Kirklees Council has spent £750,000 in just five years on compensation for people who have fallen on cracked and uneven pavements.
In figures provided by the council, the cost of settling the 87 successful claims by pedestrians who have had accidents on the authority’s pavements since September 2008 was £766,696.95.
The figures come after charity Guide Dogs UK claimed the state of Britain’s pavements is leaving blind people feeling “trapped in their own homes” as they worry about injury.
Debbie Linford, the charity’s engagement officer for West Yorkshire, said: “You wouldn’t have to think twice about an uneven paving slab if you had good eyesight, but to someone who is blind, this can be like walking off the edge of a cliff.
“It is a problem that we encounter all the time when we speak to service users, but often it is not until someone has an accident until it gets reported.”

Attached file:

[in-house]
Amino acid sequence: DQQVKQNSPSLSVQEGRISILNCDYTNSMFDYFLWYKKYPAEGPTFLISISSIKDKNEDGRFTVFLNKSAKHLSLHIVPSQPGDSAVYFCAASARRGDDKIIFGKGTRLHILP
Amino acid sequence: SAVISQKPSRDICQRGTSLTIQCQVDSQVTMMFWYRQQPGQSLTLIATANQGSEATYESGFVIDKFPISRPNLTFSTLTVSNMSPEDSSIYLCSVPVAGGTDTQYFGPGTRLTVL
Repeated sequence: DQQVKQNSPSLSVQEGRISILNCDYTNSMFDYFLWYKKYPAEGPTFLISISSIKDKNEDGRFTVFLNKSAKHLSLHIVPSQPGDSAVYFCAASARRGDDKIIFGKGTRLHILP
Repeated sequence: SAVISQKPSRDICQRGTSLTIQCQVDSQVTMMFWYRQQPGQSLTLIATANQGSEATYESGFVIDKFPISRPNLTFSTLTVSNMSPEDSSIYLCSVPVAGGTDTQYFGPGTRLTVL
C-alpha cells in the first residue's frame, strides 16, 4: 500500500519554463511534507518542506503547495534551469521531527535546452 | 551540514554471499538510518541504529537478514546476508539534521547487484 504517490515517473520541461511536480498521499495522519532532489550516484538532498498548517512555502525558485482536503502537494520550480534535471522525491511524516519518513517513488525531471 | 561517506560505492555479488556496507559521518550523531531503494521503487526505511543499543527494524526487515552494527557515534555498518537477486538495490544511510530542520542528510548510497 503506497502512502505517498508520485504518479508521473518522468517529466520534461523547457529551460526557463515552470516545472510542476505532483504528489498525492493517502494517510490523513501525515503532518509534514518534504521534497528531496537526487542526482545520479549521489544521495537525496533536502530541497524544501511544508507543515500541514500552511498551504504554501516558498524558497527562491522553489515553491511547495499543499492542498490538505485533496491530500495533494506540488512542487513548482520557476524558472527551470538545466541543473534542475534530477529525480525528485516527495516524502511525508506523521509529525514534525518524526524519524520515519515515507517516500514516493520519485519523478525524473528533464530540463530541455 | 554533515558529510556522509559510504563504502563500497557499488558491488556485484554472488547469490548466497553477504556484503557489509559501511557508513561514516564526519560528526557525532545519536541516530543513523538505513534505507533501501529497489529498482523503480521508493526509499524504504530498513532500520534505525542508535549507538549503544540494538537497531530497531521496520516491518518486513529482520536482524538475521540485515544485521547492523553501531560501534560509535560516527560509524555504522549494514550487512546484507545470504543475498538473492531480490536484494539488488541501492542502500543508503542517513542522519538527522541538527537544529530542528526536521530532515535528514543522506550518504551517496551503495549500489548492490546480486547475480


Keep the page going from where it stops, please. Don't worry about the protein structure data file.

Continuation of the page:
Guide Dogs UK’s chief executive Richard Leaman said: “Councils must prioritise dangerous pavements if blind and partially sighted people, as well as people with other disabilities, are to have the same freedom as everyone else. For many, it can be the difference between being able to set out with confidence or being trapped at home.”
The amount paid in pavement accident compensation by Kirklees is one of the highest in West Yorkshire. An FOI request by Guide Dogs UK showed that, since spring 2009, Leeds City Council spent in excess of £500,000 on the claims, while Calderdale shelled out only £79,790 and Bradford £215,578.
The figures given by Kirklees show the local authority has spent £371,782 on claims since September 2009.